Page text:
In the movie “Brad’s Status,” Brad is a guy in his late forties obsessed with his position, or lack thereof, in life. Brad’s married, has a job and a house, not tons of money but enough of it, and yet he spends his days stalking his college buddies on social media. Through pictures and status updates, he fantasizes about how successful they are and all the ways that he is not.
One friend manages a large hedge fund; another is a famous political commentator; one’s a Hollywood director; and another sold his tech company and retired to Hawaii before age 40. Meanwhile, Brad is stuck in Sacramento. He’s got a wife and kid and runs a non-profit nobody gives a shit about. He’s conventional and boring, the upper middle class shmuck who has everything, but still wants more.
The movie pivots around Brad taking his son across the country so he can visit colleges. As a kid, Brad wanted to attend Yale, but ‘settled’ for Tufts. The son, meanwhile, thinks he’ll get into Yale; heck, he’ll probably go to Harvard. This makes Brad exceptionally happy, but in a weird way, also jealous. He starts thinking one day his son might be more successful than he is, and that kills him.
At Harvard, Brad gets a lesson in how fortunate he actually is. One night, while his son sleeps, he goes drinking with a young girl, a friend of his son’s, now attending Harvard. She thinks what Brad does — working for a non-profit — is actually cool. She’s excited to hear him talk about it, but it isn’t long before he’s telling her things she doesn’t expect to hear.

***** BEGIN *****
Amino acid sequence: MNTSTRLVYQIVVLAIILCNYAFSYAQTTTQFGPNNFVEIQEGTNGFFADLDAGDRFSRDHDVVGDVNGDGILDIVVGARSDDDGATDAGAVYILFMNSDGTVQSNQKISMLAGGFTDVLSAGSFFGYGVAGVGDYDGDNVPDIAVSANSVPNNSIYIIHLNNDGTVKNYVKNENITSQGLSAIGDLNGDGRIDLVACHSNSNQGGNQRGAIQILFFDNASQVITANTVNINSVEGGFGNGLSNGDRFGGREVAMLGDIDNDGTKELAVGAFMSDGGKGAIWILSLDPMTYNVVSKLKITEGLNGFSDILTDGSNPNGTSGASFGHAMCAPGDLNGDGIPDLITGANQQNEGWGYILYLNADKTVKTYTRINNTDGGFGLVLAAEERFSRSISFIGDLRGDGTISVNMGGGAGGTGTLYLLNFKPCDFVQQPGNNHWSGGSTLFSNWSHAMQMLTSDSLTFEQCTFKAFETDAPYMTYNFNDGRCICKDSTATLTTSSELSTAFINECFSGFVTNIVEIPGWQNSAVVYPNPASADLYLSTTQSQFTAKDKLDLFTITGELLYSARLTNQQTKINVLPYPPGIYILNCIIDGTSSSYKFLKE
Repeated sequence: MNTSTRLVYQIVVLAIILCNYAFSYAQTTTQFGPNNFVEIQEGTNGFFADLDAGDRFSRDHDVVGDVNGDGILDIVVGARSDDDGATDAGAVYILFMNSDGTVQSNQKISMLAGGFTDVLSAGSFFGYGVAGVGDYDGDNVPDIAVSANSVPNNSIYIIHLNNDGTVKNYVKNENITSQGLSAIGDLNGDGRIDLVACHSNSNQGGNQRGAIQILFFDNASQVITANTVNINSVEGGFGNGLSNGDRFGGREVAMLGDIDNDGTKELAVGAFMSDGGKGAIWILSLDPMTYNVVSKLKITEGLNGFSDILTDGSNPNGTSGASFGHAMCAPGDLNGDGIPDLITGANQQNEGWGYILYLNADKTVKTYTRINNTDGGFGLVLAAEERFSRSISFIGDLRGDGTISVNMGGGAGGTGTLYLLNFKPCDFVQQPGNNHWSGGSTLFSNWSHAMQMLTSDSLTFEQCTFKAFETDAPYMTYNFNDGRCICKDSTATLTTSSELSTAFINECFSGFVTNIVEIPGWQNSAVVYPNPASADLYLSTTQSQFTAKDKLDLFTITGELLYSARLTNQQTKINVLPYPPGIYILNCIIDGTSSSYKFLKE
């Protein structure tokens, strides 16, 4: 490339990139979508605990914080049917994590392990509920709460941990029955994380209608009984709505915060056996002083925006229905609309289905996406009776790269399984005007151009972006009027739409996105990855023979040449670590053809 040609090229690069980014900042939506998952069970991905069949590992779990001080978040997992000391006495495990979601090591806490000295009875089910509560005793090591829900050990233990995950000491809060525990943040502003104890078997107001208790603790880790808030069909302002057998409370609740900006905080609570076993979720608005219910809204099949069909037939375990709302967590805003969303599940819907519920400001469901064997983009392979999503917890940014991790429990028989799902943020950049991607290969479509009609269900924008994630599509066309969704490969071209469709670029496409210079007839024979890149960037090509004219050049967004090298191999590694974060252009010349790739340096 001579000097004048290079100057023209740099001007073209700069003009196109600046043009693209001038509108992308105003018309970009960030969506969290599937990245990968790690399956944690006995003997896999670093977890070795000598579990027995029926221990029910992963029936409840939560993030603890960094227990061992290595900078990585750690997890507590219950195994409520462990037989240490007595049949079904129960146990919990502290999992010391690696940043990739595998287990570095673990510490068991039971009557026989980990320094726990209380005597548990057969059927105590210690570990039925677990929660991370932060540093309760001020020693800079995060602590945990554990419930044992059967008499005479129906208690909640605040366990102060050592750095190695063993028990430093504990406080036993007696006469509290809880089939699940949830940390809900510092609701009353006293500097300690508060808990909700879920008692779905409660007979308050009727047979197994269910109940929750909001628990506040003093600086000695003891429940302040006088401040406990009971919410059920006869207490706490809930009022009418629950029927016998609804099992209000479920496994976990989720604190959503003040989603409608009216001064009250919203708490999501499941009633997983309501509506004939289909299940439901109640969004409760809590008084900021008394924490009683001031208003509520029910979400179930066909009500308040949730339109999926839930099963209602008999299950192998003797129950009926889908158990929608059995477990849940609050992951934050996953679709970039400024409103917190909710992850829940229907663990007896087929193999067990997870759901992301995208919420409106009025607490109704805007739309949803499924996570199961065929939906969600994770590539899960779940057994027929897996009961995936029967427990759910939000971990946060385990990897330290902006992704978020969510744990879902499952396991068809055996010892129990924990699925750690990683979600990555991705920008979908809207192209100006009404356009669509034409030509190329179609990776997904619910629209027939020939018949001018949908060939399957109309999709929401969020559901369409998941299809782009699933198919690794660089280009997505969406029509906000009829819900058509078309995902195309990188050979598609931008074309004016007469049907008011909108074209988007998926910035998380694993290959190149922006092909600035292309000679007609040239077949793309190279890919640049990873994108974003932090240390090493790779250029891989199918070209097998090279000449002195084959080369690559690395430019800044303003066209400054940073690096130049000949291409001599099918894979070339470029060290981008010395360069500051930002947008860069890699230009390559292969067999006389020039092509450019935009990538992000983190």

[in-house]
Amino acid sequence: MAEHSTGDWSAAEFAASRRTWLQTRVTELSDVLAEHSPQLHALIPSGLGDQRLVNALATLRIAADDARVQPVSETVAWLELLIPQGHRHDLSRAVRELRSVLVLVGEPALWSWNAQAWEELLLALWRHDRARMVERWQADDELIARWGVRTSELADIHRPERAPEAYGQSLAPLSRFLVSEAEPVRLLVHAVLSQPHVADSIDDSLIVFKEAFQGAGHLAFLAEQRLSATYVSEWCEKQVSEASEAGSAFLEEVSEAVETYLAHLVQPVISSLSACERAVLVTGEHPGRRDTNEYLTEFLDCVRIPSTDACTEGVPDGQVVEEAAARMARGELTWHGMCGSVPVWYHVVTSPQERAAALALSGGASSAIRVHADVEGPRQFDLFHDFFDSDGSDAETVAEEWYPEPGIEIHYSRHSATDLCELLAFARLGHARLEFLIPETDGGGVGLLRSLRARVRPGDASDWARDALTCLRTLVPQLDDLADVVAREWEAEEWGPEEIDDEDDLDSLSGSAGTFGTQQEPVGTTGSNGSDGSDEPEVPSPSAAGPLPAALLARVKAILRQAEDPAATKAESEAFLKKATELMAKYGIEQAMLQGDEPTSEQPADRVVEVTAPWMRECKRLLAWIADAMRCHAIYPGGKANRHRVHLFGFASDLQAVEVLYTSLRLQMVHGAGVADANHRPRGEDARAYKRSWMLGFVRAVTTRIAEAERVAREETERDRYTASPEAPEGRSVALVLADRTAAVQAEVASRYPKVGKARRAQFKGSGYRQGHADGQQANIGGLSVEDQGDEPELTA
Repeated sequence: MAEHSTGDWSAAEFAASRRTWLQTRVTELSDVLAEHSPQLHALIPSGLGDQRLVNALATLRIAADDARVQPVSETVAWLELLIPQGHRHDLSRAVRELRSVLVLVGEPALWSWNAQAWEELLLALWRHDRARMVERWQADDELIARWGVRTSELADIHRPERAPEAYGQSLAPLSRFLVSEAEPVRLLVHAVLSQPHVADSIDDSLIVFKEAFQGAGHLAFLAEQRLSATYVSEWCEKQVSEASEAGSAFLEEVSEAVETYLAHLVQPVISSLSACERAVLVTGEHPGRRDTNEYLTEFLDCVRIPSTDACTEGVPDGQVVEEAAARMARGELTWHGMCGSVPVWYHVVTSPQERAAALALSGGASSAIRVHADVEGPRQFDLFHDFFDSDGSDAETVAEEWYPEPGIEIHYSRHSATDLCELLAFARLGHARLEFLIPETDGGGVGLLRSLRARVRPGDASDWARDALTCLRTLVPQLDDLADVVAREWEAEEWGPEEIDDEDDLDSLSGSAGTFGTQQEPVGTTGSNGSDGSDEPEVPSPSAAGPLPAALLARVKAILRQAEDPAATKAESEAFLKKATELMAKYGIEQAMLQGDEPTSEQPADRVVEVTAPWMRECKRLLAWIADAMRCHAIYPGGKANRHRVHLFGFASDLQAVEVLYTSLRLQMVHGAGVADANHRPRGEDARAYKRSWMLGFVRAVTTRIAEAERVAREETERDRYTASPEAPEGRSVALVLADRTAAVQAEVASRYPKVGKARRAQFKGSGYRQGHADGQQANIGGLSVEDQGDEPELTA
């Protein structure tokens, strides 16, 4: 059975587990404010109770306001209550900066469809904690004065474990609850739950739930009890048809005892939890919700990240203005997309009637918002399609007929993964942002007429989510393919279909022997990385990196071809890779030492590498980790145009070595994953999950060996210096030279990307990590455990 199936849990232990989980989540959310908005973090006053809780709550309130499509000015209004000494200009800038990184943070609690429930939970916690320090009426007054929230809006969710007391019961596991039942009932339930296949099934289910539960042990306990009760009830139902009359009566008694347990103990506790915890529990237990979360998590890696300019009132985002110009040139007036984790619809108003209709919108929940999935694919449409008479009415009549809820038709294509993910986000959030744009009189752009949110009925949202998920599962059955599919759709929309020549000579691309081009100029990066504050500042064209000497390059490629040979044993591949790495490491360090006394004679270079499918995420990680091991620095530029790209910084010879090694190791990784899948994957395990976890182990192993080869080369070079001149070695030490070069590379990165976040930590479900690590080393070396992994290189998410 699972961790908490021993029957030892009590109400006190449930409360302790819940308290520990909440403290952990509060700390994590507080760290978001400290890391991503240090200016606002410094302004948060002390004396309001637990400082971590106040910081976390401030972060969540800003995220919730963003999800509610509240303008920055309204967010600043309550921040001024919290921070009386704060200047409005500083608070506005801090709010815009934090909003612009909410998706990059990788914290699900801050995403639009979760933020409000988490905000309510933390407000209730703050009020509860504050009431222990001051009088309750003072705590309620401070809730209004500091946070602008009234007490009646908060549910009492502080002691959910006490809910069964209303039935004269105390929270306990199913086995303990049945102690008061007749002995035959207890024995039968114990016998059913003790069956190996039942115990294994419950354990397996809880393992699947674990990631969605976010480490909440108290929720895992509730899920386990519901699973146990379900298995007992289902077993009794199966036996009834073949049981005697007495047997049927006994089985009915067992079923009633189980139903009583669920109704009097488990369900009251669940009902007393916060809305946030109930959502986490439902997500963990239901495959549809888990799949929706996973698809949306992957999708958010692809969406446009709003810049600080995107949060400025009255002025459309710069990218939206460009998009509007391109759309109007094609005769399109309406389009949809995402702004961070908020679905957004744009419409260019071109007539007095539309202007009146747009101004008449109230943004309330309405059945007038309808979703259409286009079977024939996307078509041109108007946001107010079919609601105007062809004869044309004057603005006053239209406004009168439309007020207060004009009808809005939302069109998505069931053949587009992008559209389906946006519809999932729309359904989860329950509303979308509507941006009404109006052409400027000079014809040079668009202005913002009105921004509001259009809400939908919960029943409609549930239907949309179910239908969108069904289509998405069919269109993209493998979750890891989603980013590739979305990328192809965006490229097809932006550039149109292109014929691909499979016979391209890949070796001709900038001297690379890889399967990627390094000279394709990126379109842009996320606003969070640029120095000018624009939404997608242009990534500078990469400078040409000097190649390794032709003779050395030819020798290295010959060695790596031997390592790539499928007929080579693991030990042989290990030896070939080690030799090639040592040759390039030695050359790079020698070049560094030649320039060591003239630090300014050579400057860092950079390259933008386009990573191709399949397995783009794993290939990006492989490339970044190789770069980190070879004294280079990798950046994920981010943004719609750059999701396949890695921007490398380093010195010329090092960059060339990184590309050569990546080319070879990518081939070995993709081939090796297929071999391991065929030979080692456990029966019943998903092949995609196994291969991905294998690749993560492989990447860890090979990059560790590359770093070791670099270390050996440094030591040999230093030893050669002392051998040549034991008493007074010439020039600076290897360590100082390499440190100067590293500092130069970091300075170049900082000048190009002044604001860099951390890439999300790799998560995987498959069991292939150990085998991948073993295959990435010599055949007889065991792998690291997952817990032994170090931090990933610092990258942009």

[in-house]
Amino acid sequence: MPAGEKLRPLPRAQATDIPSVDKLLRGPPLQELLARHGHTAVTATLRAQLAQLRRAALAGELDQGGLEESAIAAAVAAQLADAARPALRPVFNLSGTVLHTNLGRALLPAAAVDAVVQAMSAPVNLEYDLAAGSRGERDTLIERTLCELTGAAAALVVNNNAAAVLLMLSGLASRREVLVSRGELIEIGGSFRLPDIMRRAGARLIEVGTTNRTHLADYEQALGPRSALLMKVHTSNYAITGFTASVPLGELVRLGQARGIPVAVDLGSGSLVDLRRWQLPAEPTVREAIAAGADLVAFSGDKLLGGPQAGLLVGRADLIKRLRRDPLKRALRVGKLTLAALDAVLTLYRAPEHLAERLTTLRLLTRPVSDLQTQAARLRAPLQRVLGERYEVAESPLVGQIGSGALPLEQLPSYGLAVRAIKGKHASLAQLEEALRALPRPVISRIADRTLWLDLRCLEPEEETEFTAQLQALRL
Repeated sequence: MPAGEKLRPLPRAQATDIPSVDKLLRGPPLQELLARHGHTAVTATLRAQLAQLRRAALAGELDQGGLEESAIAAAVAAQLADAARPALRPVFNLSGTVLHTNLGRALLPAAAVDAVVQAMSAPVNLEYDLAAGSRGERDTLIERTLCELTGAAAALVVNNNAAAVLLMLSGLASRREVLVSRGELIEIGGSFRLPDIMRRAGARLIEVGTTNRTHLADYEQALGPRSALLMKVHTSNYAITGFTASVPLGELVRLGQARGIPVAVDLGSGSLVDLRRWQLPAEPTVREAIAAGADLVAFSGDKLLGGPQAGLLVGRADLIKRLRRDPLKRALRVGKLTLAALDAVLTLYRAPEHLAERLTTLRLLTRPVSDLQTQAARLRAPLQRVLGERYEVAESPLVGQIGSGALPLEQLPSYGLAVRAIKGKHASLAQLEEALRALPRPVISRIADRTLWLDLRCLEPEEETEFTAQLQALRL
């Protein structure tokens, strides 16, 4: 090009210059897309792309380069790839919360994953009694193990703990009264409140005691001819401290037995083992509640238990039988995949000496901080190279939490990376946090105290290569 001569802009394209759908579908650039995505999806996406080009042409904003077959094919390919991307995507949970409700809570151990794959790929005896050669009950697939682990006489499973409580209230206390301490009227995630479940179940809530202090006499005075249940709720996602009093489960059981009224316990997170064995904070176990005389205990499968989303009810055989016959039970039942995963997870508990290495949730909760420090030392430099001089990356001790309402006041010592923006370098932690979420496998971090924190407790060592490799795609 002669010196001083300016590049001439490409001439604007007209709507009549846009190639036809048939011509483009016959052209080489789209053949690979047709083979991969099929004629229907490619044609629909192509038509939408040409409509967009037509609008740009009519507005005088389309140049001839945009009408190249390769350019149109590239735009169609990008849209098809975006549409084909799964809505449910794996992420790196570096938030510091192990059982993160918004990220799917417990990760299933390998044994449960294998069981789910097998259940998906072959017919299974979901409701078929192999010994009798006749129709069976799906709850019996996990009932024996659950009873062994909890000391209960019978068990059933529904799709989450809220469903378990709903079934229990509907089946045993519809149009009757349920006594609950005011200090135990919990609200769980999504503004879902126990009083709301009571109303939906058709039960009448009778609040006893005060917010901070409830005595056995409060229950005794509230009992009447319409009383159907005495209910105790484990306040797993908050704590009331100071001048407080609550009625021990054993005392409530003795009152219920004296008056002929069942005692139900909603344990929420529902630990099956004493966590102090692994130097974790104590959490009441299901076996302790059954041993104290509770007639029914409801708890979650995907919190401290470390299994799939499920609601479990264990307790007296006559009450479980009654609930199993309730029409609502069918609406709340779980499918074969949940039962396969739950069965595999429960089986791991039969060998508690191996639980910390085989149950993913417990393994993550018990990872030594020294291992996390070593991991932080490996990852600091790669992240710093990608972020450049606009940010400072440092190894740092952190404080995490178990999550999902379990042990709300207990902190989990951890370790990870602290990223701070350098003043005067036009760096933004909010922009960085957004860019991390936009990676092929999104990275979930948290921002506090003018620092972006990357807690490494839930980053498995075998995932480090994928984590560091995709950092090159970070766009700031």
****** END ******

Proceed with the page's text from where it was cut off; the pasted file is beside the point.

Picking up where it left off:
Get rich, he sort of tells her, then you can do whatever you want. It’s easier to help people that way.
She tells him that as a white guy with a family and job and no money problems — that is, no real problems — he isn’t doing so bad for himself. Actually, he’s doing kind of great. He insists though that he’s losing the competition; she wonders why he’s even competing in the first place. Like, what is it that Brad actually wants?
Anyway, it’s his son who brings him back down to earth. Because he’s like — Dad, I love you, and in the grand scheme of life, isn’t that the only status that is important? He tells his dad that earlier in the day, during an argument on campus, he thought Brad was embarrassing him, and that everyone would always remember that moment. But then he realizes: actually, nobody cares.
The quiet message of “Brad’s Status” is that in an increasingly narcissistic time period, one where we’re constantly looking at others, trying to see how we measure up, the truth is, most people are too busy thinking about themselves to think about you.
You think you don’t measure up, that you’ve lost the game of life, but as long as you’re still alive, you can focus on the things that are actually important. Not how strangers see you. But how the people who love you do. And most importantly, how you see yourself.
My apologies if I spoiled this movie for you. The movie is not new. You can still watch it and it will be great.